Syria has massed 10,000 Syrian troops on the Lebanese northern border, which is raising fears among the Lebanese people about Syria’s intention to re-enter the Lebanon after it was evicted in humiliation in 2005 by massive grassroots demonstrations across Lebanon.
Syria says that the deployment is to prevent cross-border smuggling of weapons and terrorists, something that the international community has been asking the Syrian regime to do for years. However, the timing of this deployment is clearly related to the tensions in the northern Lebanese city of Tripoli between the Lebanese Alawi community (the Assad dynasty and dictatorship is itself from the Alawi minority of Syria) and the Sunni community.
The Syrian regime has been playing both sides of the geopolitical game, alternating overnight between an apparent openness to the West (including peace overtures and indirect negotiations with Israel, exchange of visits between Paris and Damascus at the highest levels of government) on one hand, and an escalating hostility (including a blatant support to Russia’s intervention in Georgia, support to Iran’s bellicose posturing on the nuclear issue, continued support to Hezbollah with weapons and gunmen across the Lebanese border)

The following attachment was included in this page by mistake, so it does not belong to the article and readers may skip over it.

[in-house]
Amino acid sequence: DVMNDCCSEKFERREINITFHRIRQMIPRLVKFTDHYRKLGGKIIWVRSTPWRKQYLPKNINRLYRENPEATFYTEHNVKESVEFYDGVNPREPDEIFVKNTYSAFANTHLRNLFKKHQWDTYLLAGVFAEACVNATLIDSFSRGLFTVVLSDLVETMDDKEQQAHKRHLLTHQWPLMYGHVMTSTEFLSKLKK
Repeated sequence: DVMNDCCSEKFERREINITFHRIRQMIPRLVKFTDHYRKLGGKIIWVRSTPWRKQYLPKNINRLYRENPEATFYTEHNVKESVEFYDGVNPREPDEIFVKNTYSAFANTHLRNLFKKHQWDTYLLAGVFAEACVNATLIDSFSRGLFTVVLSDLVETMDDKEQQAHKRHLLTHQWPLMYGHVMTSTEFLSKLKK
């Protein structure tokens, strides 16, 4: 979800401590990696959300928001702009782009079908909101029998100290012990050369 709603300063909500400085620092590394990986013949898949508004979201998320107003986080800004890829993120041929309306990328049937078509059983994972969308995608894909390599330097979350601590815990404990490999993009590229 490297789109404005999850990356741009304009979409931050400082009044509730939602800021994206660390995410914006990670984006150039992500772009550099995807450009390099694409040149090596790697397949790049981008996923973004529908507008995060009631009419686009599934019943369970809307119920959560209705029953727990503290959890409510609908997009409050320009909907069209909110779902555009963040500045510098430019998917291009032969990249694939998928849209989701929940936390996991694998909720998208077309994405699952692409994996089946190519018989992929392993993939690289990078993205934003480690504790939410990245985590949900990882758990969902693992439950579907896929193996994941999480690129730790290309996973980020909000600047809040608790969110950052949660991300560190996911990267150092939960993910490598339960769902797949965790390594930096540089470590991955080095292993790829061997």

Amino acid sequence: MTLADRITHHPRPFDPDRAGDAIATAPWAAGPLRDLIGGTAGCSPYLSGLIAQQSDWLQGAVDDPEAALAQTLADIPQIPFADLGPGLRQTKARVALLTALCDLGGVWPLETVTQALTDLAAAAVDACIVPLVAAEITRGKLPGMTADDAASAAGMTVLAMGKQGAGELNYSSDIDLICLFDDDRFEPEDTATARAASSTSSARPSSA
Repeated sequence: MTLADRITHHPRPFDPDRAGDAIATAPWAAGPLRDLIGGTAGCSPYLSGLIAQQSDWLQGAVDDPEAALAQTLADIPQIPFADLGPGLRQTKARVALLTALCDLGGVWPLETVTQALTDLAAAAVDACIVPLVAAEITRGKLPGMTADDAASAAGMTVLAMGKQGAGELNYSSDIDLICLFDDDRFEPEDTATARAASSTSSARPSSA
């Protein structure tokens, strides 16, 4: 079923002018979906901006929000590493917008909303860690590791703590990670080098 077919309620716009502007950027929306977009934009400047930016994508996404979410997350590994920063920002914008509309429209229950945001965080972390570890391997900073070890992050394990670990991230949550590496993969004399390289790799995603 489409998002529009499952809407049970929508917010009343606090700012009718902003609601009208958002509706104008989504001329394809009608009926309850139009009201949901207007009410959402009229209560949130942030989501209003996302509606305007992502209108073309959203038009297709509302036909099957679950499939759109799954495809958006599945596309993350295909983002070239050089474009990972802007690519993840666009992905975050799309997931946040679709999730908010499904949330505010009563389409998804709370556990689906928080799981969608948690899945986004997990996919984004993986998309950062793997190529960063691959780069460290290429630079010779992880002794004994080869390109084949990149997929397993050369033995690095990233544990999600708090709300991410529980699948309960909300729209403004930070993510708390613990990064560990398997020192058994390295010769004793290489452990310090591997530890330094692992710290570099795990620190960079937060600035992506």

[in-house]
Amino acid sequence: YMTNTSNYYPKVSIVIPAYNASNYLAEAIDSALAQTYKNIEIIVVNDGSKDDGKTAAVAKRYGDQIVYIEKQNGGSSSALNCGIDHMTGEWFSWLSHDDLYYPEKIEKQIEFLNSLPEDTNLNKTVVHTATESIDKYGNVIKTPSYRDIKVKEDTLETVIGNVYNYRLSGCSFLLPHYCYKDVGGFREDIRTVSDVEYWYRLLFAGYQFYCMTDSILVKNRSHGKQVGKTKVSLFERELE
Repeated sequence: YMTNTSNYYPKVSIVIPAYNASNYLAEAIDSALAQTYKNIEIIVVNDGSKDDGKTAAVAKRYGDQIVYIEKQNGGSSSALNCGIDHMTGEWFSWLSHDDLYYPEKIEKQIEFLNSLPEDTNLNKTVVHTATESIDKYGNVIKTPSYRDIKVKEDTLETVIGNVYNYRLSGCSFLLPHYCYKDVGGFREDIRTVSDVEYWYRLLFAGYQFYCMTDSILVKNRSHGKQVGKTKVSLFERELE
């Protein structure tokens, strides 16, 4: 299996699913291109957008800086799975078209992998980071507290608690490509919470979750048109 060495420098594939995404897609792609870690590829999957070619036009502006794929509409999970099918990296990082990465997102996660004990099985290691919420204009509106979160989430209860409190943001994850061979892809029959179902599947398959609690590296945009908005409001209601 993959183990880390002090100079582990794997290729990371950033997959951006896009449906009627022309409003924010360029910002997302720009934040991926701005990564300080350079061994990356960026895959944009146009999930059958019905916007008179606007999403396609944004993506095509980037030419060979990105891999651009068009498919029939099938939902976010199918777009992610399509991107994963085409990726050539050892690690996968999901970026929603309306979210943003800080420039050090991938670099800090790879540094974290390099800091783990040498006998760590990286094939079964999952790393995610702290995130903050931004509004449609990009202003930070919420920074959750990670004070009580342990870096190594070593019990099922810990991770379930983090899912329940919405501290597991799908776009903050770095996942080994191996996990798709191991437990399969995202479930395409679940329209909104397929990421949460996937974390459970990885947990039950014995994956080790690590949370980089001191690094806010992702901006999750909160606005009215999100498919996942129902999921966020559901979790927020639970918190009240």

Beirut and Damascus have in recent months been working to improve relations, which deteriorated sharply after the 2005 assassination of Rafiq Hariri, the former prime minister - an act widely blamed on Syria. However, those improvements in relations were only cosmetic, since even a visit by Lebanese President Michel Sleiman to Damascus last month failed to achieve any substantive progress on the major contentious issues between the two countries: The hundreds and thousands of imprisoned and missing Lebanese in Syria, exchange of diplomatic missions, and Syria’s reluctance to officially cede the Shebaa Farms back to Lebanon which is a pre-requisite for an Israeli withdrawal from this disputed border area between Israel, Syria and Lebanon near the Golan Heights.
Damascus retains influence through its support for political forces in Lebanon including Hezbollah, the armed Shiite movement heading the opposition." There are fears that Syrian influence is growing again," said one European diplomat in Beirut. "The Syrians are determined [that their proxies] win the upcoming 2009 parliamentary elections in Lebanon - the stakes are high."
Nevertheless, a significant number of Lebanese remain skeptical about whether Damascus is finally prepared to recognize Lebanon as an independent and distinct nation. Ever since the two countries were born between the two world wars of the 20th century, Syria has entertained the ambition of annexing its smaller neighbor Lebanon. Some politicians believe that the recent sectarian fighting in the northern port city of Tripoli between Alawis and Sunnis was fueled by Syria, looking for an excuse to re-enter Lebanon. Many in Lebanon – except Hezbollah – are of the belief that Lebanon will never know stability and peace as long as the Syrian Baathist regime remains in control in Syria.